Aug. 28, 2014, Niagara Falls, Ont. — Sonja Dümmen, marketing manager for
the Dümmen Group, is this year’s keynote speaker at the Canadian
Greenhouse Conference, being held Oct. 8-9 at the Scotiabank Convention
Aug. 28, 2014, Niagara Falls, Ont. — Sonja Dümmen, marketing manager for the Dümmen Group , is this year’s keynote speaker at the Canadian Greenhouse Conference, being held Oct. 8-9 at the Scotiabank Convention Centre.
She will discuss “European Trends Worth Watching” in the keynote presentation, along with a second talk (“Connecting The Dots”) during Thursday’s garden centre sessions.
The following is our “Q and A” interview with her in previewing these sessions.
Q/ How long have you been involved in the horticulture sector?
A/ Since 1996. I started working at Dümmen after completing my biology and laboratory education.
Q/ What have been your roles with the Dümmen company?
A/My first role was in the breeding area. In the 1990s, we were focusing on breeding our first Red Fox poinsettia program. After several years experience, I got a fantastic grower education from my mother-in-law, Marga Dümmen (the most important grower in the company) and earned responsibility for the elite department, for which I remain accountable.
Ten years ago, marketing gained importance in the market. Not only creating catalogues twice a year, but also developing concepts for plants and breeding lines that attract retail and consumers became more and more important. This is my main job today.
|Sonja and Tobias Dümmen.|
Q/ Why are people so fascinated with gardening and houseplants?
A/ It makes them happy. Flowers are not necessary, but they are important for one’s soul. Especially in the garden, it is nice for people to see something growing. If they tend it well, it is successful, and that makes people happy.
Q/ What traits and characteristics are consumers looking for in a new plant on the market?
A/ Ease of use! Plants have to be easy: nice, successful growing, without spending a lot of time. And visual appeal! People buy plants that look beautiful in the store.
Q/ Are young people in Europe as committed to plants as their parents and grandparents? How do we encourage this generation to buy more plants?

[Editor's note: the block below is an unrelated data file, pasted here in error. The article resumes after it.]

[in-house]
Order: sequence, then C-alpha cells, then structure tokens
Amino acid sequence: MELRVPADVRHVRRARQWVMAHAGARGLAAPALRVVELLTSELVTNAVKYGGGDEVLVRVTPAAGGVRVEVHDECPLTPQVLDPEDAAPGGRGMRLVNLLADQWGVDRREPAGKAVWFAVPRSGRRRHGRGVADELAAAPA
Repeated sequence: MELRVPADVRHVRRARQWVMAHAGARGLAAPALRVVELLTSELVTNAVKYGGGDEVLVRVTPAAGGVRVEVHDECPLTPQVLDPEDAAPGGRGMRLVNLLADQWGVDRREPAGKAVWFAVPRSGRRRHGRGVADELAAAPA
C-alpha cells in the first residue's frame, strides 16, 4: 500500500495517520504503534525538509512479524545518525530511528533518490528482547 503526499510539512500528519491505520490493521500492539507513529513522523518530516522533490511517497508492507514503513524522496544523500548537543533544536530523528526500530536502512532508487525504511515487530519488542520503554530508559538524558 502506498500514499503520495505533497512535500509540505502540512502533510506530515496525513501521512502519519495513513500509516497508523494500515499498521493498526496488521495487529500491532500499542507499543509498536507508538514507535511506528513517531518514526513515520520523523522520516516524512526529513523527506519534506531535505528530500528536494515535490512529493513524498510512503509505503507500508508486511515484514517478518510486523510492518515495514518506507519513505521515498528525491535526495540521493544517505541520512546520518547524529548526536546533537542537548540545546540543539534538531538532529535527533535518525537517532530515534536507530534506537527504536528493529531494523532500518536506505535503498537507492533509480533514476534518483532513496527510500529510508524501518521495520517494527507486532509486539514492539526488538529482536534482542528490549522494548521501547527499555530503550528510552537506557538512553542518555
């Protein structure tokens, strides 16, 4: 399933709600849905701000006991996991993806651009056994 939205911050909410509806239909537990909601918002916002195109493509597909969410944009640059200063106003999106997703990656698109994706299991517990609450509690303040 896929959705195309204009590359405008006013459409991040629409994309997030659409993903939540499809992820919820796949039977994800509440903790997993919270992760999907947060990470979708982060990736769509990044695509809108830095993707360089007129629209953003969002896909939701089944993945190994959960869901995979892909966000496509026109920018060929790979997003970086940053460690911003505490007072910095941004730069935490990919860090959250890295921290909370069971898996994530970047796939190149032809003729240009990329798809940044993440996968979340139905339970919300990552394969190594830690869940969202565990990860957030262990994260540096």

A/ No, especially in cities they are not learning gardening from their parents. We have to train them and make it easy. They still like plants, but we need to give more information at retail next to the plants, or offer easy solutions like Confetti Garden combinations.
Q/ What are some of the current European trends we should be watching for here in North America?
A/ Plants that are “easy care” (less water and cleaning).
Ready solutions /combinations – but I think Europe is behind the U.S. and Canada where it is already fairly normal to buy ready combinations.
Combinations of flowering plants, herbs and vegetables/edibles.
Solutions for small balconies (in cities).
|A three-generation family portrait!|
Q/ How does Dümmen “Connect the Dots” with growers, retailers and consumers so all are more successful?
A/ In addition to our direct customers (growers), we also focus on the end-consumer. We have more and more people working out ideas for retail, and researching consumer desires, and including those desires in our breeding programs and offering those to retail buyers.
Varieties that work well in production, during shipping and in the garden are usually the winners, meaning we focus on all three levels. Further, co-operative branding agreements with HGTV in North America and Mein Schöner Garten in Germany are helping our products connect with consumers.
Q/ With your busy work and family schedule, do you have time to do all the gardening you’d like to be doing?
A/ Working in the garden is really relaxing for me. Of course, cutting the grass is work for my teenage kids!
I don’t do all the work in our old farmhouse garden myself, but I do plant and trial new varieties, judge them during the summer and act as a consumer. This helps me decide on new items for future introductions, while still providing the same gardening pleasure we try to provide the end consumer gardener.
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